Somewhere along the way, Senator Warren represented that she had Cherokee blood, although she never provided a shred of evidence to support that assertion. Her claim may have been a factor in getting that cushy Harvard Law School job. But Harvard says no, and Harvard always tells the truth.
Nevertheless, Harvard Law School claimed it had a Native American professor while Warren was on the faculty, without identifying who it was. (To be fair, it may have been Alan Dershowitz).
If Warren misrepresented her heritage to advance her career, we can't be too hard on her. Higher education is a rough business, and Warren certainly played the game better than I did. And, as the song goes that Willie Nelson made famous, Liz only did what she had to do.
But Warren is a senator now, and she has an obligation to do some good for the American people. She claims to be an advocate for distressed student-loan debtors, but what has she done for them?
She's written letters to the Department of Education and spouted a lot of nonsense about the "obscene" profits the government makes off the student-loan program. More substantively, she co-sponsored a bill in 2015 to protect seniors from having their Social Security checks garnished, but the bill never became law.
In my view, Senator Warren could do more to address the student loan crisis than file bills and write letters. Specifically, she should join with other progressives in the Senate and press for Senate hearings on the student loan guaranty agencies and Educational Credit Management Corporation in particular. ECMC is perhaps the federal government's most ruthless debt collector and has amassed a billion dollars in unrestricted assets, at least partly from hounding destitute student debtors.
In the Bruner-Halteman case, for example, ECMC garnished the wages of a bankrupt Starbucks employee 37 times in violation of the Bankruptcy Code's automatic stay provision. A Texas bankruptcy slapped ECMC with $74,000 in punitive damages.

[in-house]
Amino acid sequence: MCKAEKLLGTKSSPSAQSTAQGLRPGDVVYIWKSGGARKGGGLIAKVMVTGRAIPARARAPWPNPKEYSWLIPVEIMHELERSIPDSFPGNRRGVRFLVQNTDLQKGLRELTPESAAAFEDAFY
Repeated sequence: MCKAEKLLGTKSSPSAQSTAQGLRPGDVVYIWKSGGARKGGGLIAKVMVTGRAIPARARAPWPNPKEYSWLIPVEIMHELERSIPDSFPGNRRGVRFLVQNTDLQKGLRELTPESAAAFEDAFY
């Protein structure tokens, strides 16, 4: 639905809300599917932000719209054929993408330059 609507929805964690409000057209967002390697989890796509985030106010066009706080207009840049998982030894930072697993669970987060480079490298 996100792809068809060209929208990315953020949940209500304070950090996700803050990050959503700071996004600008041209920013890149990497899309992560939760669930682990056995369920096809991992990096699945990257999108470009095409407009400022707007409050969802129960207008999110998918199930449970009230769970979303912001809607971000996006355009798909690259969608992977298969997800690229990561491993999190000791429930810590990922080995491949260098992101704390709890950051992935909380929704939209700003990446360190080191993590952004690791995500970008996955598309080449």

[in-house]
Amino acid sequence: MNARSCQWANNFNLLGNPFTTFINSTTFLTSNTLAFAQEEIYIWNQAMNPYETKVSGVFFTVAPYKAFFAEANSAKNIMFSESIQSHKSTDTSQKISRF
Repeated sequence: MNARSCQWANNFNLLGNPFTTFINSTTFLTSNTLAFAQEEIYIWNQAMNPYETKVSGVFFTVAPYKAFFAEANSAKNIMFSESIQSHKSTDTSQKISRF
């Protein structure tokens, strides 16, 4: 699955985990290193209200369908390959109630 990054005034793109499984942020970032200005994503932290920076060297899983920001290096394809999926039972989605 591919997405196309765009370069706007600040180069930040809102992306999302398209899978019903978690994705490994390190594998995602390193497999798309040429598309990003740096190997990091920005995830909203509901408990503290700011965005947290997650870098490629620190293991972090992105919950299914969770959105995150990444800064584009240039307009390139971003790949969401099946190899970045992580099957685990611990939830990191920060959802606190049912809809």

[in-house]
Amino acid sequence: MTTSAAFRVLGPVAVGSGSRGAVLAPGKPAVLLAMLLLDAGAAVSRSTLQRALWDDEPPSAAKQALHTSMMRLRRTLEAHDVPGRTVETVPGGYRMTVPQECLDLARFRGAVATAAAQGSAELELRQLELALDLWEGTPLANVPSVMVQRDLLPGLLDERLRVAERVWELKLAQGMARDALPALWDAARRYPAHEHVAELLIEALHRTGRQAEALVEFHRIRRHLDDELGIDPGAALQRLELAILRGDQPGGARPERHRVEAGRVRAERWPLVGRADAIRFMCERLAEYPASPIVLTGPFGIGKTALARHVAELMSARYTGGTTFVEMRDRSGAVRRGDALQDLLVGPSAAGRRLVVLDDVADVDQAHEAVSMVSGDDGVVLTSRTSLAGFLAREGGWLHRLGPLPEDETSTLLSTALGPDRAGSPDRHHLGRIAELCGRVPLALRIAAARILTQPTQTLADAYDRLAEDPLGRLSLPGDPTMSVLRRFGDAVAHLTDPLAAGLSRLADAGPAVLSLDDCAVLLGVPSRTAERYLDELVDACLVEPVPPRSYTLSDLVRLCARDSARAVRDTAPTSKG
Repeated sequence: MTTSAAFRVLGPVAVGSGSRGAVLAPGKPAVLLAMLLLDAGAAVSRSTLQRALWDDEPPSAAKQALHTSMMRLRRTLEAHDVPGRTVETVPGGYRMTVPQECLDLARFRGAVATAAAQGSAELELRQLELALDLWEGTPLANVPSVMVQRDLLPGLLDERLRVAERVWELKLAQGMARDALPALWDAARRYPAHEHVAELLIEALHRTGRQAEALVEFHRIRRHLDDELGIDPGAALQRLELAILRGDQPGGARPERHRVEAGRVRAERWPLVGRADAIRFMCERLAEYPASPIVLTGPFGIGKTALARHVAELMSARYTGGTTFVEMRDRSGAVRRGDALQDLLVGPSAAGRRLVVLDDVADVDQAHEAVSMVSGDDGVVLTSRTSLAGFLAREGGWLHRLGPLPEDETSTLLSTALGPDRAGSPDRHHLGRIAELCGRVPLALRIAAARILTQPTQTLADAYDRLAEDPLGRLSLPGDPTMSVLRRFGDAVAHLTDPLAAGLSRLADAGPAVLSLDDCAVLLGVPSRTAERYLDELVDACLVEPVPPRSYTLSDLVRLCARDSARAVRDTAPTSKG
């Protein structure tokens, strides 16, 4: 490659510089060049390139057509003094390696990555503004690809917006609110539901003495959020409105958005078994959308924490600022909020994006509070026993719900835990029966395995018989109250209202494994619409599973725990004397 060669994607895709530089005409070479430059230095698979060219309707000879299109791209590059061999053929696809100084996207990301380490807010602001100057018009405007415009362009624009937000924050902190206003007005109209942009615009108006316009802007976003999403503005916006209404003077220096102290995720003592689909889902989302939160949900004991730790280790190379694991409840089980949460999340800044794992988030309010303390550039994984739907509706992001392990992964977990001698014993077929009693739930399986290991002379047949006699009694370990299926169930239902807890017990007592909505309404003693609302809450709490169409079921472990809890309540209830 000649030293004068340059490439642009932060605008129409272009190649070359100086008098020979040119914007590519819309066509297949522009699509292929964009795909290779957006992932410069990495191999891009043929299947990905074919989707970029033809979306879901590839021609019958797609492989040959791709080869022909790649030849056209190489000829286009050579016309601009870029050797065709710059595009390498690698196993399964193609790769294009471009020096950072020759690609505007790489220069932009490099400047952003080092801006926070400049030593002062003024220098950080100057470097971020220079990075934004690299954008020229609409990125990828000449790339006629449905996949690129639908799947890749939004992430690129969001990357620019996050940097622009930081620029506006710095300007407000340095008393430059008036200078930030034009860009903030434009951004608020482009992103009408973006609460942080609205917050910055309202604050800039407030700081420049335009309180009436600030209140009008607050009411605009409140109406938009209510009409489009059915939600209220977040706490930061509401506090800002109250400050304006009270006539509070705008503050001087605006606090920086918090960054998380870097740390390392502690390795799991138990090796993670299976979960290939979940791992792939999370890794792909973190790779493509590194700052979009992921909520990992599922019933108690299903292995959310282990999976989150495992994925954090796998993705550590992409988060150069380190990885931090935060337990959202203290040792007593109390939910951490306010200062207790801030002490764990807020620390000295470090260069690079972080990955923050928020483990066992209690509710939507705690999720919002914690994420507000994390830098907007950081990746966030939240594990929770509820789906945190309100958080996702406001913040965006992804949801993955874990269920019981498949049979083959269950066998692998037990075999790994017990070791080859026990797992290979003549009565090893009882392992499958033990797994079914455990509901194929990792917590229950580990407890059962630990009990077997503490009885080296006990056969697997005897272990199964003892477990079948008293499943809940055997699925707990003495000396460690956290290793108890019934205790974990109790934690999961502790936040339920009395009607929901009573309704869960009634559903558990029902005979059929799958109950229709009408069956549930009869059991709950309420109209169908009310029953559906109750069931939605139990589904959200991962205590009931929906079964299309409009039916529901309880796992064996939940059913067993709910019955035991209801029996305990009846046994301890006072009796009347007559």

And in the Hann case, ECMC continued trying to collect on a woman's student loans even though a bankruptcy court had discharged those loans on the grounds that she had paid them off. ECMC only got stung with a small penalty for that misbehavior.
Rafael Pardo and the Century Foundation both established that the federal government is paying ECMC's attorney fees, and ECMC is using its attorneys to ground down overburdened student borrowers in the bankruptcy courts. Many of these destitute people don't have the money to hire a lawyer, but ECMC is paying its lawyers as much as $300 an hour.
The public has no idea what ECMC has been up to, and Senate hearings could shine some light on this sleazy organization. How much is ECMC paying its CEO, Jan Hines, and its other senior executives? What is ECMC doing with its wealth? Why does the Department of Education pay ECMC's attorney fees to engage in what Rafael Pardo described as "pollutive litigation"?
Senator Warren could do a great deal of good if she would use her powers of persuasion to get the Senate Banking Committee to hold hearings on ECMC's shady activities. In fact, if Senator Warren got the opportunity to ask ECMC executives some tough questions, I'll bet she could bring this rotten outfit down.
Senator Warren needs to accomplish something tangible to address the student loan crisis if she wants people to regard her as a consumers' advocate. If she doesn't accomplish something soon, Americans will be forced to conclude she is not really a progressive, just as we know she's not really a Cherokee.
|How much does ECMC pay its CEO, Jan Hines?|
Bruner-Halteman v. Educational Credit Management Corporation, Case No. 12-324-HDH-13, ADV. No. 14-03041 (Bankr. N.D. Tex. 2016).
Hann v. Educational Credit Management Corporation, 711 F.3d 235 (1st Cir. 2013).
John Hechinger. Taxpayers Fund $454,000 Pay for Collector Chasing Student Loans. Bloomberg.com, May 15, 2013.
Joshua Hicks. Did Elizabeth Warren check the Native American box when she "applied" to Harvard and Penn? Washington Post, September 28, 2012.
Natalie Kitroeff. Loan Monitor is Accused of Ruthless Tactics on Student Debt. New York Times, January 1, 2014.
Rafael Pardo. The Undue Hardship Thicket: On Access to Justice, Procedural Noncompliance, and Pollutive Litigation in Bankruptcy. 66 Florida Law Review 2101 (2014).
Robert Shireman and Tariq Habash. Have Student Loan Guaranty Agencies Lost Their Way? The Century Foundation, September 29, 2016.
Brian Walsh. Elizabeth Warren is Rewriting American History. U.S. News & World Report, April 22, 2014.
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